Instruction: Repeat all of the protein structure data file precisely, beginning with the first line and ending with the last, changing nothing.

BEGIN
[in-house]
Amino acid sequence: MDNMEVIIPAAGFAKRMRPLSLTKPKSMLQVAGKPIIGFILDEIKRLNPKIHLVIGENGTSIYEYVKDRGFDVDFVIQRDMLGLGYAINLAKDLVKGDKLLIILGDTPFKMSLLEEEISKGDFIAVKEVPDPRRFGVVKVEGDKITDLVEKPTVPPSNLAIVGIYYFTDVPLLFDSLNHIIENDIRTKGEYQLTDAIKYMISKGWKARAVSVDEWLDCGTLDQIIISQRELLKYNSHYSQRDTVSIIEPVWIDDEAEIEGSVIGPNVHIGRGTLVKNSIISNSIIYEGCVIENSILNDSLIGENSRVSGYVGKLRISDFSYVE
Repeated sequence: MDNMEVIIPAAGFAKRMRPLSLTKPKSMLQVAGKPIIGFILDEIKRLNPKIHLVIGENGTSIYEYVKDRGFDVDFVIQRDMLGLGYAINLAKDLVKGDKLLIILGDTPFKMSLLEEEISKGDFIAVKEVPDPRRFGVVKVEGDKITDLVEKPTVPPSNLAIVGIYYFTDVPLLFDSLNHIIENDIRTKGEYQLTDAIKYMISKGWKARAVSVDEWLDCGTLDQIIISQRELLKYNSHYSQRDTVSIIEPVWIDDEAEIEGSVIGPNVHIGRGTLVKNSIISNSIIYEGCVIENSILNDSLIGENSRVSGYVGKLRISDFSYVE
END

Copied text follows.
[in-house]
Amino acid sequence: MDNMEVIIPAAGFAKRMRPLSLTKPKSMLQVAGKPIIGFILDEIKRLNPKIHLVIGENGTSIYEYVKDRGFDVDFVIQRDMLGLGYAINLAKDLVKGDKLLIILGDTPFKMSLLEEEISKGDFIAVKEVPDPRRFGVVKVEGDKITDLVEKPTVPPSNLAIVGIYYFTDVPLLFDSLNHIIENDIRTKGEYQLTDAIKYMISKGWKARAVSVDEWLDCGTLDQIIISQRELLKYNSHYSQRDTVSIIEPVWIDDEAEIEGSVIGPNVHIGRGTLVKNSIISNSIIYEGCVIENSILNDSLIGENSRVSGYVGKLRISDFSYVE
Repeated sequence: MDNMEVIIPAAGFAKRMRPLSLTKPKSMLQVAGKPIIGFILDEIKRLNPKIHLVIGENGTSIYEYVKDRGFDVDFVIQRDMLGLGYAINLAKDLVKGDKLLIILGDTPFKMSLLEEEISKGDFIAVKEVPDPRRFGVVKVEGDKITDLVEKPTVPPSNLAIVGIYYFTDVPLLFDSLNHIIENDIRTKGEYQLTDAIKYMISKGWKARAVSVDEWLDCGTLDQIIISQRELLKYNSHYSQRDTVSIIEPVWIDDEAEIEGSVIGPNVHIGRGTLVKNSIISNSIIYEGCVIENSILNDSLIGENSRVSGYVGKLRISDFSYVE